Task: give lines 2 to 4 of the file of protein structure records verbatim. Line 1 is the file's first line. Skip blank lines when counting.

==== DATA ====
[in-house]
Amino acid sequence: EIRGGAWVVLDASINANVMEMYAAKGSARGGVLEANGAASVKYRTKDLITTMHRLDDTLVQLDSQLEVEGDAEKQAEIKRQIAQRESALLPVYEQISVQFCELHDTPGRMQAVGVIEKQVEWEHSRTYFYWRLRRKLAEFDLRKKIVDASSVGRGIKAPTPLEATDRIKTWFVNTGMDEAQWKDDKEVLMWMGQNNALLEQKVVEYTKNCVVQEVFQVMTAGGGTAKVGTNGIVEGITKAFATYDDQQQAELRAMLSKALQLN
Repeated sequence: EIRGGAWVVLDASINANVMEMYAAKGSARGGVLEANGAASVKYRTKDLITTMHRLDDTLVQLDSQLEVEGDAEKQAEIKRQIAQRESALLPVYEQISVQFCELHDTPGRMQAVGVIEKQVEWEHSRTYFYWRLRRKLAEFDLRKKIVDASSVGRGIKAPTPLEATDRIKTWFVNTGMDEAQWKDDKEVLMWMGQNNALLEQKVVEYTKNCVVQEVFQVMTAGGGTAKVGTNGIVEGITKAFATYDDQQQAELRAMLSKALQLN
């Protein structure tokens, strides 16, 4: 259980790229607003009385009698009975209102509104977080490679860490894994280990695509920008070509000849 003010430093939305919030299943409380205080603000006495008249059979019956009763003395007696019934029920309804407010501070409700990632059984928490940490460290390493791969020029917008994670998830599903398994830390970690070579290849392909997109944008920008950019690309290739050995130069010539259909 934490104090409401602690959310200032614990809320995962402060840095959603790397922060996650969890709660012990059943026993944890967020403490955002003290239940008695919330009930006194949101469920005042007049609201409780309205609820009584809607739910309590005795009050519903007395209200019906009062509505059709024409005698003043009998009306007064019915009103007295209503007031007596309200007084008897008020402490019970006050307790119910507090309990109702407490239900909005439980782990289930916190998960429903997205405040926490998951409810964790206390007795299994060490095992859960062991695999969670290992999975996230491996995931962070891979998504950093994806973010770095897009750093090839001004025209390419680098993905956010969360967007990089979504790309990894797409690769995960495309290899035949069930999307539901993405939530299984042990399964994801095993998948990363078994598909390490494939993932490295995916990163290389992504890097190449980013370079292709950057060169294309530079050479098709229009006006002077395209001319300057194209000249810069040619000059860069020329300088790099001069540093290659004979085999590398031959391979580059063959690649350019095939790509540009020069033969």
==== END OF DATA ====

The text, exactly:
Amino acid sequence: EIRGGAWVVLDASINANVMEMYAAKGSARGGVLEANGAASVKYRTKDLITTMHRLDDTLVQLDSQLEVEGDAEKQAEIKRQIAQRESALLPVYEQISVQFCELHDTPGRMQAVGVIEKQVEWEHSRTYFYWRLRRKLAEFDLRKKIVDASSVGRGIKAPTPLEATDRIKTWFVNTGMDEAQWKDDKEVLMWMGQNNALLEQKVVEYTKNCVVQEVFQVMTAGGGTAKVGTNGIVEGITKAFATYDDQQQAELRAMLSKALQLN
Repeated sequence: EIRGGAWVVLDASINANVMEMYAAKGSARGGVLEANGAASVKYRTKDLITTMHRLDDTLVQLDSQLEVEGDAEKQAEIKRQIAQRESALLPVYEQISVQFCELHDTPGRMQAVGVIEKQVEWEHSRTYFYWRLRRKLAEFDLRKKIVDASSVGRGIKAPTPLEATDRIKTWFVNTGMDEAQWKDDKEVLMWMGQNNALLEQKVVEYTKNCVVQEVFQVMTAGGGTAKVGTNGIVEGITKAFATYDDQQQAELRAMLSKALQLN
């Protein structure tokens, strides 16, 4: 259980790229607003009385009698009975209102509104977080490679860490894994280990695509920008070509000849 003010430093939305919030299943409380205080603000006495008249059979019956009763003395007696019934029920309804407010501070409700990632059984928490940490460290390493791969020029917008994670998830599903398994830390970690070579290849392909997109944008920008950019690309290739050995130069010539259909 934490104090409401602690959310200032614990809320995962402060840095959603790397922060996650969890709660012990059943026993944890967020403490955002003290239940008695919330009930006194949101469920005042007049609201409780309205609820009584809607739910309590005795009050519903007395209200019906009062509505059709024409005698003043009998009306007064019915009103007295209503007031007596309200007084008897008020402490019970006050307790119910507090309990109702407490239900909005439980782990289930916190998960429903997205405040926490998951409810964790206390007795299994060490095992859960062991695999969670290992999975996230491996995931962070891979998504950093994806973010770095897009750093090839001004025209390419680098993905956010969360967007990089979504790309990894797409690769995960495309290899035949069930999307539901993405939530299984042990399964994801095993998948990363078994598909390490494939993932490295995916990163290389992504890097190449980013370079292709950057060169294309530079050479098709229009006006002077395209001319300057194209000249810069040619000059860069020329300088790099001069540093290659004979085999590398031959391979580059063959690649350019095939790509540009020069033969």